• Fund for Social Security and Welfare: The state administration would create “The Rajasthan Platform-Based Gig Workers Social Security and Welfare Fund” in accordance with the bill’s terms for the betterment of the certified gig workforce. The money collected from the welfare cess imposed on an aggregator or employer will be deposited into the fund.
  • Welfare Board for Gig Workforce: The interests and security of gig labourers in the state will be under the control of this board. The board would convene at least once every six months, with the Labour Minister serving as chairperson.
  • Provision for Registration: Each gig labourer who is hired by aggregators (online middlemen that connect customers and service providers) or primary employers (who hire gig labourers directly) functioning in the territory of Rajasthan is required under the Bill to register before the Board. The Act mandates that every aggregator and employer enroll with the Board within 60 days of the Act’s effective date.
  • Maintenance of an Extensive Database: The Rajasthan administration will keep an extensive record of every gig worker there. Every gig worker will receive a special ID that will make it easier to track their working history and benefits.
  • Accessibility to Social Security Initiatives: The gig sector will have recourse to a variety of social security initiatives that include health care, accident protection, and other assistance programs to help out in times of need.
  • Mechanism for Redressing Grievances: The Act guarantees that gig workers possess the right to be heard and that their complaints will be addressed. This clause aims to safeguard gig worker’s rights and give them a forum for resolving workplace-related conflicts.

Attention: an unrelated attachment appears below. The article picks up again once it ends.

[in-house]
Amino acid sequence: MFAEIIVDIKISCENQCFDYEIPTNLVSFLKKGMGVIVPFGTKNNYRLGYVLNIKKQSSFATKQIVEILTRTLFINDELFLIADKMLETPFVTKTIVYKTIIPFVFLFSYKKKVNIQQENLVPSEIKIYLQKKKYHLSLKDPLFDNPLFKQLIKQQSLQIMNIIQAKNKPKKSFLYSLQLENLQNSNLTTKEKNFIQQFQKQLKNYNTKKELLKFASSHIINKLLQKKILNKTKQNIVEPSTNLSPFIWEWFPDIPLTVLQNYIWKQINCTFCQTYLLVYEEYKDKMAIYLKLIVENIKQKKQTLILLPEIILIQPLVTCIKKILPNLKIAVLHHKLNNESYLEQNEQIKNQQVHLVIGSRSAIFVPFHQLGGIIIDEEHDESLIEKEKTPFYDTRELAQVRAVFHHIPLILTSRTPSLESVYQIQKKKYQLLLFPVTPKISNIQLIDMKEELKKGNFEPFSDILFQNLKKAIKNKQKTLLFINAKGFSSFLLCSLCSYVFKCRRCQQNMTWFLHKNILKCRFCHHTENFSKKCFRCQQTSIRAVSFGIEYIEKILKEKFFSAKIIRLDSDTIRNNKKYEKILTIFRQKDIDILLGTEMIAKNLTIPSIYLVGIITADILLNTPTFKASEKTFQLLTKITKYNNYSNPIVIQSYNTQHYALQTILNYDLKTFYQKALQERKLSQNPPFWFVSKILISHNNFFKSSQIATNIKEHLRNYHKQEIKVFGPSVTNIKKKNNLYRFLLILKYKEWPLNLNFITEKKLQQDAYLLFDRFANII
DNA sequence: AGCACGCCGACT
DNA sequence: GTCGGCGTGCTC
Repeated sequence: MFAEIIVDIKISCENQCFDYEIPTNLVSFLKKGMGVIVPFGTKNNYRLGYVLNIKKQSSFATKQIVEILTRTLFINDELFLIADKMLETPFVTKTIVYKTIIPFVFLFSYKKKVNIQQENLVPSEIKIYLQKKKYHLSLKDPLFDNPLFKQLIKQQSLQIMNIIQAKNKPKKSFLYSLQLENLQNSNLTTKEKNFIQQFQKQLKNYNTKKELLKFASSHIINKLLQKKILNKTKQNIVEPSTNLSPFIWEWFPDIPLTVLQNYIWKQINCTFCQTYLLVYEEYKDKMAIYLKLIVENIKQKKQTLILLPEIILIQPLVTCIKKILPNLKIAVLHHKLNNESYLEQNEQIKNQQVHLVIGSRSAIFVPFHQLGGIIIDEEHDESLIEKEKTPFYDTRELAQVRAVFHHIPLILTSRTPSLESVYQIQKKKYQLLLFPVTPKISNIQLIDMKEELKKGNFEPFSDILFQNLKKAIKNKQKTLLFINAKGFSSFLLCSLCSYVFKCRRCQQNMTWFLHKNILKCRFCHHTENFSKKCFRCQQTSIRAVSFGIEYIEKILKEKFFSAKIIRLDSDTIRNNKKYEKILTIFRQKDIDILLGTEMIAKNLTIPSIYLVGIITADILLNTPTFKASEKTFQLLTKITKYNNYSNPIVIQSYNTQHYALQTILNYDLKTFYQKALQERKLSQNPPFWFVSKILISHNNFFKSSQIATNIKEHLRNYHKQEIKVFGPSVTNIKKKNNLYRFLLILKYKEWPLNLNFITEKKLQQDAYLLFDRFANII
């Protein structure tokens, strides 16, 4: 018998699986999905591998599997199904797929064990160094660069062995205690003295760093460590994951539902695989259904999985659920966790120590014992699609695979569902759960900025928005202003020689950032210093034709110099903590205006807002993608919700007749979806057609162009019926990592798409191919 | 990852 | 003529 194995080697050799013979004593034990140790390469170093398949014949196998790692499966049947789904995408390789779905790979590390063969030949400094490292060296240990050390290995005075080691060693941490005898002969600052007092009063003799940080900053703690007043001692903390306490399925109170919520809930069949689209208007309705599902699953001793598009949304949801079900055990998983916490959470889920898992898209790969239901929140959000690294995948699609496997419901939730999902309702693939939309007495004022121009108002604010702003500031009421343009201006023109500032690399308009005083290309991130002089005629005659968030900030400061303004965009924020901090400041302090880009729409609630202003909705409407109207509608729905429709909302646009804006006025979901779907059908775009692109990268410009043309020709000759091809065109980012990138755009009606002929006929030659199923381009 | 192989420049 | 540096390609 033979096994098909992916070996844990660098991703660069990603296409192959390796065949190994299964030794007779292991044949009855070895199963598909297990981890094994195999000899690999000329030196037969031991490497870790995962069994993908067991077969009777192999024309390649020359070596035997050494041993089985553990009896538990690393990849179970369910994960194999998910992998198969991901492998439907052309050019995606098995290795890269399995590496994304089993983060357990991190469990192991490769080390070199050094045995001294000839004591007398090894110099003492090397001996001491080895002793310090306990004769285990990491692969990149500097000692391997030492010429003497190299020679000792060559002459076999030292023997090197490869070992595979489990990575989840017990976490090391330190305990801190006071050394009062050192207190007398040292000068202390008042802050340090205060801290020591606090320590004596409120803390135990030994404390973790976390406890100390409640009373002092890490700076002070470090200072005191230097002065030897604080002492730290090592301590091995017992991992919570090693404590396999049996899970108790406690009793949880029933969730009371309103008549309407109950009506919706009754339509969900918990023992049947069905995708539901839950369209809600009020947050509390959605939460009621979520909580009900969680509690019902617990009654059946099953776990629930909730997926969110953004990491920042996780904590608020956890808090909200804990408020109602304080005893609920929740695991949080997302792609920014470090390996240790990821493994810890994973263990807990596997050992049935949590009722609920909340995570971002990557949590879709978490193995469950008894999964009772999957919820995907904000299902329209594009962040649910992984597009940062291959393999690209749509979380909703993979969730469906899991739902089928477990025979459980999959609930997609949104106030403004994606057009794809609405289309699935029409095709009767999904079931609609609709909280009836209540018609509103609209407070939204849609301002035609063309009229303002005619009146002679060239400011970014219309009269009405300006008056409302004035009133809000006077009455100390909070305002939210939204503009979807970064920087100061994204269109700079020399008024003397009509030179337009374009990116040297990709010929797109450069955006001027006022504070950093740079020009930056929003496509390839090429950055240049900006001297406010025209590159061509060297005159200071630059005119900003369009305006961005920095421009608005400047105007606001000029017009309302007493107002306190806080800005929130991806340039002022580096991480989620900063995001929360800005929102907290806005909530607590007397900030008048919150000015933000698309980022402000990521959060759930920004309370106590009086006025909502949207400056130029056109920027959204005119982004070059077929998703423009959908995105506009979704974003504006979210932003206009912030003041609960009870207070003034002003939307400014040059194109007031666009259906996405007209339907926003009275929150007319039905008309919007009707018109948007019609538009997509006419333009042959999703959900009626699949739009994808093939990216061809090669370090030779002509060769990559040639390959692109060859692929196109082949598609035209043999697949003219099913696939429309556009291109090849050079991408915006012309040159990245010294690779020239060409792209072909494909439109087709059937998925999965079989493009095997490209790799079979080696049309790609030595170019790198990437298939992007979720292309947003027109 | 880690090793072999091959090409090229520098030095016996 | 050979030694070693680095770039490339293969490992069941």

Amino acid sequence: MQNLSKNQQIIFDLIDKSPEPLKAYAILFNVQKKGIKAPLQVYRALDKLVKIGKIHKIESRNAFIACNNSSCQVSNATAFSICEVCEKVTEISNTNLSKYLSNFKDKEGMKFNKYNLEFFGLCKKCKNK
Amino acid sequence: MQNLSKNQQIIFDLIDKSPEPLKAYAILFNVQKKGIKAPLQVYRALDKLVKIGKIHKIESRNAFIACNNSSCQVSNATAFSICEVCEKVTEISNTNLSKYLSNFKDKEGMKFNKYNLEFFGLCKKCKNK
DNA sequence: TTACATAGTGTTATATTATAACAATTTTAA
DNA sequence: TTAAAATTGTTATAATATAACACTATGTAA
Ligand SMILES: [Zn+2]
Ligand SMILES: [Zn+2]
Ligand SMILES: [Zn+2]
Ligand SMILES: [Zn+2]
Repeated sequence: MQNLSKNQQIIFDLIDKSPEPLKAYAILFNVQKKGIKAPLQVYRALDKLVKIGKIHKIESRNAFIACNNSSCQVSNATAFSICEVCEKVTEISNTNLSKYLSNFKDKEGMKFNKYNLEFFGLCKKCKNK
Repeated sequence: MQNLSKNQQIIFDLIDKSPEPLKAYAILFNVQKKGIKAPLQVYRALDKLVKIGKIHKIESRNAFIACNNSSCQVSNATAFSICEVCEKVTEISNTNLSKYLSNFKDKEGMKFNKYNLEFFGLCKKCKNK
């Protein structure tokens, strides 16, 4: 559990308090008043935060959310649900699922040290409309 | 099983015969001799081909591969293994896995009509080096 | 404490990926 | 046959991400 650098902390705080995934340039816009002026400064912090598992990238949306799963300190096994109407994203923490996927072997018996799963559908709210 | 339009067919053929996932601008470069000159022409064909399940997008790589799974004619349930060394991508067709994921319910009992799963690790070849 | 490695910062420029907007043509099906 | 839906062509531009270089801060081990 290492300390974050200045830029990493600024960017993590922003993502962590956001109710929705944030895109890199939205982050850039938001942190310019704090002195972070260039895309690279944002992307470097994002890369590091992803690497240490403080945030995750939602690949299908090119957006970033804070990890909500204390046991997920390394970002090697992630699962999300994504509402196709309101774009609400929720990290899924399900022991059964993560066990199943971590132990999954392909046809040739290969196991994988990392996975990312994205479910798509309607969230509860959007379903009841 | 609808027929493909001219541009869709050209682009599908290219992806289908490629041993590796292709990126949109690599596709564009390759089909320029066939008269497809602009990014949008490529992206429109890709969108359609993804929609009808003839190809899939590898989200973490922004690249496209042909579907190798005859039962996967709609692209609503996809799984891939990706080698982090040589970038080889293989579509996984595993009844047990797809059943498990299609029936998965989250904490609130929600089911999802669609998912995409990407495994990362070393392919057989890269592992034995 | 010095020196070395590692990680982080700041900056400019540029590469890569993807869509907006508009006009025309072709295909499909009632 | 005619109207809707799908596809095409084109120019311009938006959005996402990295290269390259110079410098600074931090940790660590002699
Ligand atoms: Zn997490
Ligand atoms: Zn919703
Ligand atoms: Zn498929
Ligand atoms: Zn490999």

• Penalties for Failure to Comply: The law contains provisions for fines in the event that aggregators fail to comply.
  • Aggregators who do not pay the welfare fees by the deadline will be assessed interest at a rate of 12% per year.
  • The state administration has the authority to punish aggregators up to Rs. 5 lakh for a first offense and up to Rs. 50 lakh for consecutive infractions of the Act.


The framing of a specific bill by the Rajasthan government dealing with gig workforces is a remarkable approach, and it becomes the duty of the state government to ensure proper implementation of the provisions and strict adherence to the guidelines of the legislation. For this purpose, proper maintenance of data relating to registration, funds, and other related matters is required.

Not only the Rajasthan government but also the Central Government must make efforts to equalize the rights of this crucial sector so it may evolve further without leaning on exploitation.


People’s perspectives on employment have shifted as a result of the rapid growth of the gig market. The range of gig success in a place like India is broad and multilayered. It is encouraging to see that the government of Rajasthan has thought about putting light-touch regulations in place to strike a balance between business requirements and the expanding gig economy.

Gig worker’s share of the workforce has increased significantly as a consequence of their benefits, which include the capacity to choose their own work schedule, shifts, breaks, and days of work. However, there is no specific statute or legal precedent addressing gig workforces under India’s labour laws. Employers have exploited this discrepancy all across the world.

A sign of optimism for the acknowledgement of gig workers and their fundamental rights is Rajasthan’s recently enacted bill. Achieving social security for the gig economy will be made easier with the support of this recognition, which will also help aggregators better understand their obligations. The groundbreaking law, which is thought to open a fresh chapter in the history of worker rights, is truly urgently needed.